GE, which already has a 20% share of the PET market by Frost & Sullivan's accounting, will be ready to roll out the machine as a work in progress at RSNA and will ship out "a few" beta systems in the first half of next year, pending FDA approval, Klein says. Expectations are that the still-unnamed scanner will be commercially available sometime next year at an average list price of $2.2 million, she adds.
Although GE lags behind CPS in developing high-end PET-CT, GE was the first to combine the two technologies. The GE Millennium VG Hawkeye was approved by the FDA in September 1999 and released commercially at the June meeting of the Society of Nuclear Medicine in St. Louis.
With a list price of about $700,000, the Hawkeye was designed to be affordable by combining a hybrid nuclear medicine camera that is not exactly a true PET with a low-grade CT scanner. Klein says more than 50 such systems will be shipped worldwide by the end of the year, and GE expects to double that shipment next year.
Quiet revolution.Even without CT's synergistic contribution, PET by itself has fostered a quiet revolution, particularly in cancer care. The expensive technology--whose price tag can easily go into seven figures--builds its information from a radioactive form of sugar, called FDG (fluoro-deoxy-d-glucose).
Glucose is a critical energy source for many cell types, particularly cancer cells, which require a lot of energy to fuel their growth. PET works off the assumption that malignancies will metabolize sugar faster than normal cells. The PET camera images this metabolism, determining where high or low glucose consumption is occurring.
As a result, PET can characterize the spread of a tumor in ways that a conventional CT anatomical scan cannot. Most important, PET zeros in on tumors more readily than CT: It could take three months or longer to detect a change in a lesion with CT, while the same change would be noted in six weeks or less with PET.
PET lights up tumors "almost like a beacon," Klein notes. Although PET still can't quite give doctors a noninvasive peek into the inner workings of single cells, "that is the direction (PET) is headed," says Homer Macapinlac, M.D., clinical director at Memorial Sloan-Kettering's PET facility.
CT's contribution to the equation is twofold. For one, it offers a key anatomical locating map, pinpointing the tumor. Second, CT plays a crucial role in filtering out extraneous radiation or "noise," called attenuation, that is one of PET's intrinsic downsides, according to Jonathan Frey, a product manager for CPS. All PET scanners have ways of correcting the attenuation, but CT can correct it in significantly less time.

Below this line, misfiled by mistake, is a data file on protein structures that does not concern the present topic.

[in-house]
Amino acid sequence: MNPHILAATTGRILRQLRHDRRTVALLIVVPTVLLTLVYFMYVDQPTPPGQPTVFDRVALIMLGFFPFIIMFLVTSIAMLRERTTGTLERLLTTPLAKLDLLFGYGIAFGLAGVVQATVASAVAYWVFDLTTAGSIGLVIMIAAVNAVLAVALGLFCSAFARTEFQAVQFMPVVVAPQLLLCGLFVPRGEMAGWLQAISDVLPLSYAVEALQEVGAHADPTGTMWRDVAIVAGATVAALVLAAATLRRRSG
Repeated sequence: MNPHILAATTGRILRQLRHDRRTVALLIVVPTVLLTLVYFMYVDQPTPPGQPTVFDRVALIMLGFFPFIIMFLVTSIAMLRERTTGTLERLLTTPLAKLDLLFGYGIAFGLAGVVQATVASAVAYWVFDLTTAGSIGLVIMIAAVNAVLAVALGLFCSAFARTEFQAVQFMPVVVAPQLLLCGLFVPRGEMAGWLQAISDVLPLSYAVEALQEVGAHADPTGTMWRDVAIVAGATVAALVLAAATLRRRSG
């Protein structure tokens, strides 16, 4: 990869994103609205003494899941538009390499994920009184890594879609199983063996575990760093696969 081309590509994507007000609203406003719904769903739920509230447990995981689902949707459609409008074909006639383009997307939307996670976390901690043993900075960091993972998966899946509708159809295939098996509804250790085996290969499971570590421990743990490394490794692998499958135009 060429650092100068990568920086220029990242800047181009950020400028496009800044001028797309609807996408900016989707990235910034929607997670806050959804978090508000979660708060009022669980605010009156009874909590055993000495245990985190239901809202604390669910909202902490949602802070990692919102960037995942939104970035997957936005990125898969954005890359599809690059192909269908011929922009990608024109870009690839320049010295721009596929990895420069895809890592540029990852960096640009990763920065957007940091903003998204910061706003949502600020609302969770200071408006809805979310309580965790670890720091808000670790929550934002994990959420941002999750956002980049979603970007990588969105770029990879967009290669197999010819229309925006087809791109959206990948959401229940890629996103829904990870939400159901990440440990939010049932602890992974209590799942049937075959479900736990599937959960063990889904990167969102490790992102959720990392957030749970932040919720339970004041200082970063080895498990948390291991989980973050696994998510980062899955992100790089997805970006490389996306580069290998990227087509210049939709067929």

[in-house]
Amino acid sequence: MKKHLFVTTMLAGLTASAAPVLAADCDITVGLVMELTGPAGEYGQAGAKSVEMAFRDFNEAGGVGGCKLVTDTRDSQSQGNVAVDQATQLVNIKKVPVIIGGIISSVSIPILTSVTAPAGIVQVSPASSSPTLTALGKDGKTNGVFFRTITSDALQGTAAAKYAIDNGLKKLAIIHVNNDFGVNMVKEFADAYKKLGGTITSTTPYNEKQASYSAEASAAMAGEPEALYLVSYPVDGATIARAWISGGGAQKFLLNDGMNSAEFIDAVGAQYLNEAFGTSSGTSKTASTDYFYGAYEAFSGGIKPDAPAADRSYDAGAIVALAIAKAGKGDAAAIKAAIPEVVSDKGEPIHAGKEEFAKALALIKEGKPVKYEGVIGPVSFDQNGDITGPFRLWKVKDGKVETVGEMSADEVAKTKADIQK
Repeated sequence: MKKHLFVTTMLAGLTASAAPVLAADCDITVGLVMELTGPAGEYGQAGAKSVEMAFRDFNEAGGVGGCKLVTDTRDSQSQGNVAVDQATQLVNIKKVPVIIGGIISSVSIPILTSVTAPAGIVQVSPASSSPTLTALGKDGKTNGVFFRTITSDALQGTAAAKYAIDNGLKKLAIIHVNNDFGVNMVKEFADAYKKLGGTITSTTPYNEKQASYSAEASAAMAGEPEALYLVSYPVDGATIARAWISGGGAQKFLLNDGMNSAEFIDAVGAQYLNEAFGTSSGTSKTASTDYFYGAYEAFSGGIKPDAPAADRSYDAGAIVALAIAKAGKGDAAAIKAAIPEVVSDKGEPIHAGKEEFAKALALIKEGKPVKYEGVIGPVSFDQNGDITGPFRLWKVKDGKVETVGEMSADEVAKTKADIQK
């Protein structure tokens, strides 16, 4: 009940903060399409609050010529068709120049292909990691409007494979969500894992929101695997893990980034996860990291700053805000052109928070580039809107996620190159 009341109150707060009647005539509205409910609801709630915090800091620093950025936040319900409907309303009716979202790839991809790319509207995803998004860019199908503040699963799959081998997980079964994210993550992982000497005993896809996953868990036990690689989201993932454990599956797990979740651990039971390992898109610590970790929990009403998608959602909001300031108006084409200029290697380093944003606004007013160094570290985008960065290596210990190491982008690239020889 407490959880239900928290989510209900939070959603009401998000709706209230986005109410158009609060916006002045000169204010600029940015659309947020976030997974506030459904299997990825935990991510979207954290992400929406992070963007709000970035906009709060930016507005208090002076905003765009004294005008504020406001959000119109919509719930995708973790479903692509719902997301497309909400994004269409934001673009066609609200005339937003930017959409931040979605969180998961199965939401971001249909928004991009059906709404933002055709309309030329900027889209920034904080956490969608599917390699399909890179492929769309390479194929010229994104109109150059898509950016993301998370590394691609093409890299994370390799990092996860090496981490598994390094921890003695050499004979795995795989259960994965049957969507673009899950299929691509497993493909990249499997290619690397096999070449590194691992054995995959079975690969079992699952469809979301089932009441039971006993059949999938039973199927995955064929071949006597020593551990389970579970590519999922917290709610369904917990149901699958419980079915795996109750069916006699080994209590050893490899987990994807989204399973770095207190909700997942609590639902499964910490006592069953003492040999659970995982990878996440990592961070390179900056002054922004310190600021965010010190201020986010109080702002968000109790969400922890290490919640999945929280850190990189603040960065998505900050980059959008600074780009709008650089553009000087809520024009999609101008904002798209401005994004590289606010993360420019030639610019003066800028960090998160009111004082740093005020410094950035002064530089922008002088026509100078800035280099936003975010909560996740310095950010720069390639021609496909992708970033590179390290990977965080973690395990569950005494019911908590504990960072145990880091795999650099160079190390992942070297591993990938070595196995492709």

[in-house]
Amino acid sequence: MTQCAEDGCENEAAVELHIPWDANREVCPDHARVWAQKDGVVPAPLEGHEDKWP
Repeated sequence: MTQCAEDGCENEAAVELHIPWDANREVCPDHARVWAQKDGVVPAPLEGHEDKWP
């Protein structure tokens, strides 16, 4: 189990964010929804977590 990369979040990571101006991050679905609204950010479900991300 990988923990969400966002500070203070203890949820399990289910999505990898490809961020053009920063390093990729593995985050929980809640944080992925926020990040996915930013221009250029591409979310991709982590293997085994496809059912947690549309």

Memorial Sloan-Kettering is planning on taking that time savings to the bank. The cancer hospital, which purchased its first PET scanner five years ago, has reached the maximum potential of the current device, says Patricia Soto, administrator of the Department of Radiology. In 1996, Sloan-Kettering logged 539 PET scans, which at top speed take about an hour and are scheduled during a 12-hour workday. By 1997, 971 PET scans were performed. This year the cancer hospital expects to scan 2,400 patients with the one machine, Soto says.
Adolf Pagliarulo, Sloan-Kettering's manager of nuclear medicine, is relishing the Biograph's arrival. Squeezing out every available second in the schedule, Sloan-Kettering still has a four-week backlog of patients waiting for PET scans, he says. With the Biograph, Pagliarulo expects Sloan-Kettering patients can be on and off the scanner in 30 minutes-double the capacity of the dedicated PET device.
For the time being at least, Pagliarulo says Sloan-Kettering will bill for PET-CT scans as if they were PET scans.
"My gut feeling is, in the future all high-end PET scanners will have CT attenuation correction," Pagliarulo says. "We've pushed the envelope of PET to the maximum. We believe this will be an additional tool to extend the horizon."
The melding of the two technologies won't come without bugs, Pagliarulo cautions. At the least, there will be licensing issues regarding the technical staff that administers the scans. At smaller facilities, where radiology and nuclear medicine are segregated specialties, the issues will be even stickier.
Evaluating the products. Carolyn Meltzer, M.D., medical director of the University of Pittsburgh PET facility, has been evaluating the Biograph prototype for about a year. The Pittsburgh study is focused on areas of the body that are difficult to image with CT or PET alone, such as head and neck and gynecological areas, she says. Surgery and radiation tend to distort the tissue in these spots, and there are no "anatomic landmarks," she says.
PET-CT imaging also may obviate "second look" surgeries for monitoring the success of cancer treatments, Meltzer adds.
Based on 200 cases representing a wide variety of cancers, Meltzer says, "having the information together led to more accurate diagnosis and better localization of the tumor" in several cases. PET-CT also holds promise for planning radiation therapy by helping radiologists aim their weapons more precisely, Meltzer says.